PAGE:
A 50-year-old vacuum cleaner manufacturer named after its founder David Oreck and known for its infomercials has declared bankruptcy.
A statement from Oreck Corporation – headquartered in Nashville – says the firm is consolidating its assets and restructuring its financing under Chapter 11 of the bankruptcy code. The company is looking for a willing buyer. A spokesperson says day-to-day operations will continue “without interruption.”
Oreck moved its manufacturing operations from New Orleans to Cookeville in 2006 shortly after Hurricane Katrina hit the Gulf Coast. The company’s home office soon followed to a location near Nashville International Airport.
The company has prided itself on keeping production in the United States.
“Overseas manufacturing is about price,” then-CEO Tom Oreck said in 2006 as the company opened its Tennessee plant. “U.S. manufacturing is about value, and that’s what our whole model is based on.”
Many of Oreck’s competitors moved offshore, and founder David Oreck said that was a consideration. But instead, the company used the “Made-in-America” label as a selling point in much of its advertising. A company slogan is, “you can buy a cheaper vacuum, but you’ll buy them more often.”
“I very much believe that Americans should support America, and Americans helping other Americans makes a lot of sense to me,” David Oreck told WPLN in 2007.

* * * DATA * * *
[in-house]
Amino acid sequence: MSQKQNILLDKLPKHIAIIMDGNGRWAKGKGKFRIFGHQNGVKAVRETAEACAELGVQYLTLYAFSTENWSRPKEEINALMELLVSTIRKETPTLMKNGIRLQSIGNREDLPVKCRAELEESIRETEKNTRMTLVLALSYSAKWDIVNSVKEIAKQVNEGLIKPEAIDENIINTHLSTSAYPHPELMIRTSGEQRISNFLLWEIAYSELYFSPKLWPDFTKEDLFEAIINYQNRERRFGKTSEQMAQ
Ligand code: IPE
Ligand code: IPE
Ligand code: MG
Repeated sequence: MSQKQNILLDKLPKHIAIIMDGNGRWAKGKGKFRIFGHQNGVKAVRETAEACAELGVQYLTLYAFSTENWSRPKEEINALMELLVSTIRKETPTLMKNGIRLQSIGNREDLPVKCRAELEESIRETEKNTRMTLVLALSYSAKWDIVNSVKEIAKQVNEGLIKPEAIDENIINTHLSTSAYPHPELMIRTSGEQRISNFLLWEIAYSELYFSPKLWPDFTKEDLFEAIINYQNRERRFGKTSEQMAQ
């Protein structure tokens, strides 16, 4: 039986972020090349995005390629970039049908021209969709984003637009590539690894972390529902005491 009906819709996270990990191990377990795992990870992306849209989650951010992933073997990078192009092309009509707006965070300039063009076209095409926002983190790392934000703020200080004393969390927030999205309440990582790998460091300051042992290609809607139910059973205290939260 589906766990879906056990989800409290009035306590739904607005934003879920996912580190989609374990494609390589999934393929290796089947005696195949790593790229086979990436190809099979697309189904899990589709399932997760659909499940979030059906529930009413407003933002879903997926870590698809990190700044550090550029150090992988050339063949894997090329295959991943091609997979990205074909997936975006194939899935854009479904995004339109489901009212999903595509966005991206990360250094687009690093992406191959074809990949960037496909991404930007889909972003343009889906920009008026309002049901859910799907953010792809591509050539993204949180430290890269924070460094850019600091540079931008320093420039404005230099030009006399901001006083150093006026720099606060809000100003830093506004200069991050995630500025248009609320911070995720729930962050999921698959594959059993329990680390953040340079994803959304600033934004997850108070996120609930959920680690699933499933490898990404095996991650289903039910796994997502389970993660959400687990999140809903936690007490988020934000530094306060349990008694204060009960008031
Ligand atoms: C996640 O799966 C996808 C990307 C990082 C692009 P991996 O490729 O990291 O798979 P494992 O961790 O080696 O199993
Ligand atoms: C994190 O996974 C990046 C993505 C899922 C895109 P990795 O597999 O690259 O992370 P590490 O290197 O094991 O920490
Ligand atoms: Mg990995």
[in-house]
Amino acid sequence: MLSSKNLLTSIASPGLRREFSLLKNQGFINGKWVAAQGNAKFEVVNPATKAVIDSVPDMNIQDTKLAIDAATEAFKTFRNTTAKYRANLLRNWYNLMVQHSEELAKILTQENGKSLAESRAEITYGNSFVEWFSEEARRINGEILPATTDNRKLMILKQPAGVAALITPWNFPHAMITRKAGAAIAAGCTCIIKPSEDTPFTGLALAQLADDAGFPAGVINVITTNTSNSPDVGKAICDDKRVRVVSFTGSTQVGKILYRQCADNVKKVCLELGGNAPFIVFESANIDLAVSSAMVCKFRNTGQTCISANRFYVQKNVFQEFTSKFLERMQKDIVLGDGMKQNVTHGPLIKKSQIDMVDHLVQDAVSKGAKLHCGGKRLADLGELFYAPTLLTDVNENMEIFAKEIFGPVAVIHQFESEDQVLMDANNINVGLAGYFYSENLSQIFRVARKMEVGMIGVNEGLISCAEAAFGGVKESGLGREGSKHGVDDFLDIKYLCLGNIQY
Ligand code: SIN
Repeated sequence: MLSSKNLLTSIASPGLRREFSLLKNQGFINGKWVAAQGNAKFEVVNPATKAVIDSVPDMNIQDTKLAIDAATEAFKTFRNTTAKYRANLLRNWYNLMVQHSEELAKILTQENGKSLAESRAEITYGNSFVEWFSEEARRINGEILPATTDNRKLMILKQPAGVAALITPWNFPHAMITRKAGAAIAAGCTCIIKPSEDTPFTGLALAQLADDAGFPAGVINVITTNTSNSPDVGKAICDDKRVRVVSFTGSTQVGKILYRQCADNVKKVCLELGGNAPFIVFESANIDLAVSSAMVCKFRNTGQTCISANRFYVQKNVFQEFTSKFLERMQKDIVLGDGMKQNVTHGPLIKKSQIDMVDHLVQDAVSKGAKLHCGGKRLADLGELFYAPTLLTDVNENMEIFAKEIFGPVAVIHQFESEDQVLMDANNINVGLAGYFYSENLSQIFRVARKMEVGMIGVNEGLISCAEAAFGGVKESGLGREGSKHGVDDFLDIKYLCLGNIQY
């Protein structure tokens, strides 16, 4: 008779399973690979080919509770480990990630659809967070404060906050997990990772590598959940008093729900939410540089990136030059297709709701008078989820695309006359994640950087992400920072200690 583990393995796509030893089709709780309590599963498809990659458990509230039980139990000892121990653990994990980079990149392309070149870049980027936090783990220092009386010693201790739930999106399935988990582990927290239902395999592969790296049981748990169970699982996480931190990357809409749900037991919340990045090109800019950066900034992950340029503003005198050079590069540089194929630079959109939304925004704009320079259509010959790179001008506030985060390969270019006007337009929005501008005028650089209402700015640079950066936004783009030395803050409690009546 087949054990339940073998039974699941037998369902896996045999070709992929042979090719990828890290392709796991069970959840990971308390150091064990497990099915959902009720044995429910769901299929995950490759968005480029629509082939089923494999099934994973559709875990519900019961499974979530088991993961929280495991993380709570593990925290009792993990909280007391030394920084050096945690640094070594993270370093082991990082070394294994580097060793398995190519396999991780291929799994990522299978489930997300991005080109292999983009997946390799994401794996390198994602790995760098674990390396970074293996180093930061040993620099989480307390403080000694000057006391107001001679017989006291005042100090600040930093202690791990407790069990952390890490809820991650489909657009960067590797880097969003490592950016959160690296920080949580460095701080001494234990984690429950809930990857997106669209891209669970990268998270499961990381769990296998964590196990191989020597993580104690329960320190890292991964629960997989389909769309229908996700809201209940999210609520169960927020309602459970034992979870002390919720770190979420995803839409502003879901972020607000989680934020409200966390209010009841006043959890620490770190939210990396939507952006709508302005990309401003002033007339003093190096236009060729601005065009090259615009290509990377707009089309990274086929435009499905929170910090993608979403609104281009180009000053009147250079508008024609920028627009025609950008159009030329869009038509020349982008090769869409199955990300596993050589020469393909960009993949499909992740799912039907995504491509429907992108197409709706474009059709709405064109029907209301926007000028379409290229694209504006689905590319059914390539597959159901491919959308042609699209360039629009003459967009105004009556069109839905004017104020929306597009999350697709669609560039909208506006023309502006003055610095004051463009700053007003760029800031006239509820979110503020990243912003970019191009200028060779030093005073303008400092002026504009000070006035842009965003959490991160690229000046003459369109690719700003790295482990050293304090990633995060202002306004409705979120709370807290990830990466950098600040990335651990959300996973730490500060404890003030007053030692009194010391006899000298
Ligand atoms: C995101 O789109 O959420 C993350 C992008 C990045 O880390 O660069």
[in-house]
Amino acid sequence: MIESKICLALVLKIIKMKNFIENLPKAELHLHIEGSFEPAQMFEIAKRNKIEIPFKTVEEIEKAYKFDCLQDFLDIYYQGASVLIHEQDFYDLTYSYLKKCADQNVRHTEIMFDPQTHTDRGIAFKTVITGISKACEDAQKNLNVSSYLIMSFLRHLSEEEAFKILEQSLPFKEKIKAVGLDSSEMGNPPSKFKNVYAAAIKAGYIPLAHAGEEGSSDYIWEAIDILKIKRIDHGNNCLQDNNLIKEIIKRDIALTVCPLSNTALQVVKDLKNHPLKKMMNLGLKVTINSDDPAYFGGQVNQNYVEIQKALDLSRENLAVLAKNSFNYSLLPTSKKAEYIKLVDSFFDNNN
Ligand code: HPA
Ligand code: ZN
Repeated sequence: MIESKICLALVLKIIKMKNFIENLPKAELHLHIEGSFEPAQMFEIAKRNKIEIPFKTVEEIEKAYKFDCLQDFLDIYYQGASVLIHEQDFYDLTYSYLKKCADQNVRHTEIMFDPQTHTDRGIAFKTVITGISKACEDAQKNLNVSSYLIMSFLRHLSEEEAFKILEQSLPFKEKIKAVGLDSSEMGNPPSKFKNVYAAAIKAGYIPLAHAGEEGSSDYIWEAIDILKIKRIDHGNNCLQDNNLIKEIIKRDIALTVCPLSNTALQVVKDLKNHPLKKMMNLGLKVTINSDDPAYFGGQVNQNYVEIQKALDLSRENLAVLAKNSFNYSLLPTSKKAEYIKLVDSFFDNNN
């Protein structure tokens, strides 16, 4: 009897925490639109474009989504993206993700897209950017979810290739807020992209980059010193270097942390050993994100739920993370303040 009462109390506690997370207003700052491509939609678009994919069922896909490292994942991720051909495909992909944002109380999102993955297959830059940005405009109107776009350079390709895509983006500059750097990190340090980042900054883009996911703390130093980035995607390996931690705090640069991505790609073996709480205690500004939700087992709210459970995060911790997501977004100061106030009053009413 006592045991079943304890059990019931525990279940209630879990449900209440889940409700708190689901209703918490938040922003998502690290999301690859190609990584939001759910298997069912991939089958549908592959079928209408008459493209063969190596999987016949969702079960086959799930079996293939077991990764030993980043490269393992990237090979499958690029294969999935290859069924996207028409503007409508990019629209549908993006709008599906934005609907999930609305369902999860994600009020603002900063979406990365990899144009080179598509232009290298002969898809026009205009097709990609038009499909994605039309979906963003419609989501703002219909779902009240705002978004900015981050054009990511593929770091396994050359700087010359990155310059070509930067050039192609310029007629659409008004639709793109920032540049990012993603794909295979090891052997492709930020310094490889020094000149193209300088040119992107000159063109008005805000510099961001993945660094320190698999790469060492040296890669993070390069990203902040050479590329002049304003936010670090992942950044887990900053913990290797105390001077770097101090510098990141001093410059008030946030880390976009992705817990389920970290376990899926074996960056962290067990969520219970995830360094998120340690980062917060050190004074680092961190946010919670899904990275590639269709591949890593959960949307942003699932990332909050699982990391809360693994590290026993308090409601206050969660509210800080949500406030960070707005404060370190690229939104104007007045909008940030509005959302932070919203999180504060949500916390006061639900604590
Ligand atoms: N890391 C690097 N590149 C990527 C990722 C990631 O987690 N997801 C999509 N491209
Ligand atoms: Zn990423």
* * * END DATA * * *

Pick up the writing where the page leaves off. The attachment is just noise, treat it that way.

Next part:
A Quiet Spiral
As a privately-held* company, Oreck’s sales figures are not public. The bankruptcy filing says sales have been “quickly deteriorating.”
The filing comes just months after CEO Doug Cahill told the The Tennessean the company’s outlook was rosy.
In a February profile that highlighted Oreck’s efforts to reinvigorate perception of the brand, Cahill declined to share financial statements, but claimed the company had very little debt and could be “pretty profitable” through word of mouth advertising rather than cutting costs.
A press releases from the Tennessee Economic and Community Development Department describe “double digit growth” as the company began investing in the state.
Oreck did receive government incentives to relocate. Over the course of 2007-2008, the company was paid $2.6 million from state coffers for training 550 employees at the Cookeville plant and to cover infrastructure costs at the headquarters in Nashville.
*A previous version of this story mistakenly identified Oreck as family-owned. The company was sold to a private equity firm in 2003.